The main interest of the novel is the explication of the Neanderthal society. It is curiously organized on gender grounds: women and men live apart for 25 days of the month, only coming together while the women are menstruating (all in sync, since they live together and have fabulous senses of smell). This means they are normally infertile, but every ten years they get together once while the women are in the fertile stage of their monthly cycle. This is intended to keep the population stable, but as I run the numbers it seems instead guaranteed to cause them to die out in a fairly short time. The other key aspect of the Neanderthal society is the lack of privacy resulting from everybody wearing recording devices that are subject to real-time monitoring as well as later review.

The action of the book is mainly limited to the courtroom drama concerning Adikor's murder trial, which is unconvincingly stretched out by having the judge and the rest of society completely uninterested in niceties like actually investigating the circumstances of the alleged crime, which forces Adikor to some derring-do to gain evidence exculpating him. But even that isn't enough, until... well, the ending is sort of obvious, but I still won't spoil it. In sum, the story has points of interest, reads rapidly, but it remains marred by Sawyer's weaknesses: clunky arguments, clunky characters, plot crises too clearly forced by the author's hand.

Charles Stross's first novel to see print is "The Atrocity Archive", a serial now running in Spectrum SF. Stross is a very hot SF writer now, with stories such as his Manfred Macx series in Asimovís, as well as "Antibodies" from Interzone in 2000, having gained him considerable notice. Apparently there are a few more Stross novels in the pipeline, including a space opera, Festival of Fools, due in 2003 from Big Engine and Ace, and a fix-up of the Manfred Macx pieces.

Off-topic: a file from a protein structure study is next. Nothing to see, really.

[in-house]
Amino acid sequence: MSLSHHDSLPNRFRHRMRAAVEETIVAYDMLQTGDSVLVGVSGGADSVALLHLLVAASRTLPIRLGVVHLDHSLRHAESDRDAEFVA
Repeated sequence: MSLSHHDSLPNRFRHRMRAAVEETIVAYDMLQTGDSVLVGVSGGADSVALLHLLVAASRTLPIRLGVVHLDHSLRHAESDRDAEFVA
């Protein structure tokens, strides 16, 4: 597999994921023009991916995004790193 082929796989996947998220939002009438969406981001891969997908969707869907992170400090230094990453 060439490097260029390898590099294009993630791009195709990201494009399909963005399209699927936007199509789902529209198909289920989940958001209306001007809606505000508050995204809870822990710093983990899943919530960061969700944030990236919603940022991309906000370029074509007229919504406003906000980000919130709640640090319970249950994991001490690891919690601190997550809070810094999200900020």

Many folks will remember "A Colder War", Stross's story from Spectrum SF in 2000, which Gardner Dozois reprinted in his Year's Best Science Fiction, Eighteenth Annual Collection. That concerned an alternate universe in which the Russians attempt to summon shoggoths and other Lovecraftian beasties to aid them in their struggle with the US. "The Atrocity Archive" takes a basically similar idea, but throws in Nazis and nasty Islamists and a very secret branch of British Intelligence. And while "A Colder War" was a tense, very dark, story, "The Atrocity Archive" is told very wittily, though the central horrors are still pretty scary. But the overall tone is snarky and fun, not horrific.

Bob Howard is working on a desk job for the "Laundry", but he's bucking for field service. We meet him on his first trial, breaking into an industrial building to destroy the traces of a dangerous discovery a young mathematician has made. It turns out that certain kinds of math knowledge lead to the ability to summon demons from other universes — the sort of thing once done with chalked pentagrams, but much more efficiently achieved with lasers instead of chalk, and with computers to keep track of the summoning rituals. The Laundry's job is to keep such knowledge under wraps.

But aside from their dangerous job, the Laundry is just another Dilbertian government job environment. So the first few chapters show Bob dealing with bureaucratic hassles: stupid bosses demanding silly paperwork, dumb training classes, computer problems, etc. It's all very funny stuff. He's also dealing with his crazy sometime girlfriend, and his weird roommates. Then he gets sent to California to try to pry a beautiful redheaded Irish scientist from the clutches of the US — it seems she might be studying some dangerous stuff. His mission turns sour when she is kidnapped by some Islamists (who may have bitten off more than they can chew). Before long Bob is posted to a more curious part of the Laundry, with a boss straight out of classic spy fiction, and it looks like they might be dealing with a secret Nazi project — or something even scarier...

It's a very breezy, fun, and imaginative novel. Structurally there are a couple of problems — for one, the opening, though always entertaining, drags on too long; the novel proper doesn't start until about a third of the way through. But that's a minor issue: overall, this is great fun. As I've suggested, it is very much the sort of thing I see as ideal for serialization: a shortish novel, a bit offbeat in focus, perhaps difficult for book marketers to categorize. But something we readers will love if we can get our hands on it.


Rich Horton now contributes a monthly short fiction review column to Locus Magazine. His other reviews of short SF and novels can be found on Tangent Online and SF Site. By day he is a software engineer for a major aerospace firm.